4 {More} New Runner Questions Answered | The Sisterhood of the Shrinking Jeans LLC


A couple of weeks ago, I wrote about some of the questions I had as a newbie runner. I actually had many more – as some of you do, I’m sure. So in case you missed the last blog, check it out, and I wanted to discuss other questions that new runners may have.

4 {More} New Runner Questions Answered:

1. Should I follow a training plan?

For new runners hoping to run a 5k in the future or for those in the Sisterhood who want some accountability, follow a training plan. The Sisterhood, in preparation of our virtual run next month, has a Couch to 5k training plan (also known as C25k) that is very helpful for those just starting to lace up their running shoes.

If you’re an intermediate runner (like myself) and looking to compete in a longer race, follow one of Hal Higdon’s routines. I used his training plans for my half marathons, and they worked very well for me. I will say, though, for a half marathon, the longest run he schedules you to run is 10 miles. After my first half, I added two extra weeks to the training schedule and ran up to 12 miles on my long run. It made the other half marathons much easier.

Also, if you have the time, double that schedule. His half marathon training schedule lasts 12 weeks; if you schedule your race well, you can take your time and get even stronger.

Training plans also allow for accountability, whether you’re training for a race or not. They urge you to push yourself, to go a little further, get a little stronger, and sweat a little more. So, yes, if you’re new to the running game, find a training plan that works for you.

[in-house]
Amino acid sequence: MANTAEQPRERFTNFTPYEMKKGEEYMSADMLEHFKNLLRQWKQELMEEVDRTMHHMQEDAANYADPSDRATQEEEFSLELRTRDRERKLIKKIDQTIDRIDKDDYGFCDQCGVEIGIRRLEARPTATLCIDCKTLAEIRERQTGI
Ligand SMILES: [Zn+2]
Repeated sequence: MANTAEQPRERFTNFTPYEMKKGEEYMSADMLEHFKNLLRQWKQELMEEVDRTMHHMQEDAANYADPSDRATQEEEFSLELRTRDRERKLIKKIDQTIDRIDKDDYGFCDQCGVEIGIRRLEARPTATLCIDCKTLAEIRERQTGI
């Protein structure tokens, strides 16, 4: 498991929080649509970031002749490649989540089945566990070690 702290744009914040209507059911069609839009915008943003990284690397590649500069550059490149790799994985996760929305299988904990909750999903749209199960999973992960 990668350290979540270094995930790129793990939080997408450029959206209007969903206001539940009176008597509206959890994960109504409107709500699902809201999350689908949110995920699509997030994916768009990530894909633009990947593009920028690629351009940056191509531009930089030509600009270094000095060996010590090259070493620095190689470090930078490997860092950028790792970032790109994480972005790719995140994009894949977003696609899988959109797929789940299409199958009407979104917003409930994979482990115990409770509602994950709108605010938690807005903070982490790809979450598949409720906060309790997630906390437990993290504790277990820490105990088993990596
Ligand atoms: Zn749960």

2. What race should I start with? (Or should I even race?)

Races can be super fun. They are competitive, they get you excited about training, and race day itself is filled with other runners just like you. Before the race and after, you get swag (shirts, medals, etc.), you get commemorative pictures taken, and you get to brag to everyone that you ran a race while they slept in that morning. So, yes, races are great.

The downside to races is getting up super early to get to the race site, paying for the race, and did I mention getting up super early?

I jest – in part. Races can get expensive, and that is something to consider. However, look at it like the DietBet – it’s motivation. If you pay $30 or $60 or (heavens forbid) $100 or more for a race, you’re much more likely to train for it than not. Plus, again – races are actually fun! They excite you more than a regular, everyday run.

3. Should I run on the treadmill or the road?

I’m probably one of few runners in the world who actually enjoys running on the treadmill. I love running outside, too, but when it’s too dark to see in front of me or when I have just enough time to squeeze in a 30-minute run while my daughter is napping, the treadmill is my running lifeline.

My short answer to this question? Both! But be prepared that if you are training for a race, it’s hard to switch from treadmill to road running. If you are training for a race and are on the treadmill frequently, bump the incline up to 1.5. That will help you adjust for road and weather conditions on race day.

4. What if my legs hurt?

Suck it up, buttercup. Your muscles will need to stretch, and you will sometimes feel like your legs have turned into Jell-O. That’s normal.

However, I will add that you should NEVER run if you’re injured or sick. Take some time off! Rest! Relax! Recover! Do not run.

On the other hand, if it’s just muscle soreness, I’ve found that, personally, a good stretch, a hot bath and an easy run are good remedies to stretch out those sore muscles. You may have a different remedy; the point, though, is not to quit. You can do this.

Be active. Be healthy. And be an encourager to others.

Do you have any suggestions, advice or tips for new runners? Share your story below!